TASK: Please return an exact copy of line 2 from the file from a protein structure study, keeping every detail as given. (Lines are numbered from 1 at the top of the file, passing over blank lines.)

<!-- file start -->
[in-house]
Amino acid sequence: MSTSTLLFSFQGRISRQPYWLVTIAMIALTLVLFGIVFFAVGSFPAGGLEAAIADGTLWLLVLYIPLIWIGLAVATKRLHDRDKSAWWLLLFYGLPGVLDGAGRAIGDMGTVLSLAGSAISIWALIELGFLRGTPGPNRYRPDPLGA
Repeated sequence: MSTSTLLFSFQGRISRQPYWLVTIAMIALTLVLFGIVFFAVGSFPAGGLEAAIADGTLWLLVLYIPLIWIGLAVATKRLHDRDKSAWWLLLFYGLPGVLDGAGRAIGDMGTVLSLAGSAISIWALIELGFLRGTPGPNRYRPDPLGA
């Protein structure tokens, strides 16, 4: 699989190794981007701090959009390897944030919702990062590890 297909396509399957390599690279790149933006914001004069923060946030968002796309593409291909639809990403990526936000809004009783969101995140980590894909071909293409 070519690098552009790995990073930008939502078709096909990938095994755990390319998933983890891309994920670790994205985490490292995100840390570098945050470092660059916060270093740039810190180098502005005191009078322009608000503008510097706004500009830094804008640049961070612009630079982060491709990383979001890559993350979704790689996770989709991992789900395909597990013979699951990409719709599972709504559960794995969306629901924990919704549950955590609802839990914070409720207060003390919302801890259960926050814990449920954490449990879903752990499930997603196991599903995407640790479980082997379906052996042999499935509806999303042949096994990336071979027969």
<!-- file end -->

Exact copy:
Amino acid sequence: MSTSTLLFSFQGRISRQPYWLVTIAMIALTLVLFGIVFFAVGSFPAGGLEAAIADGTLWLLVLYIPLIWIGLAVATKRLHDRDKSAWWLLLFYGLPGVLDGAGRAIGDMGTVLSLAGSAISIWALIELGFLRGTPGPNRYRPDPLGA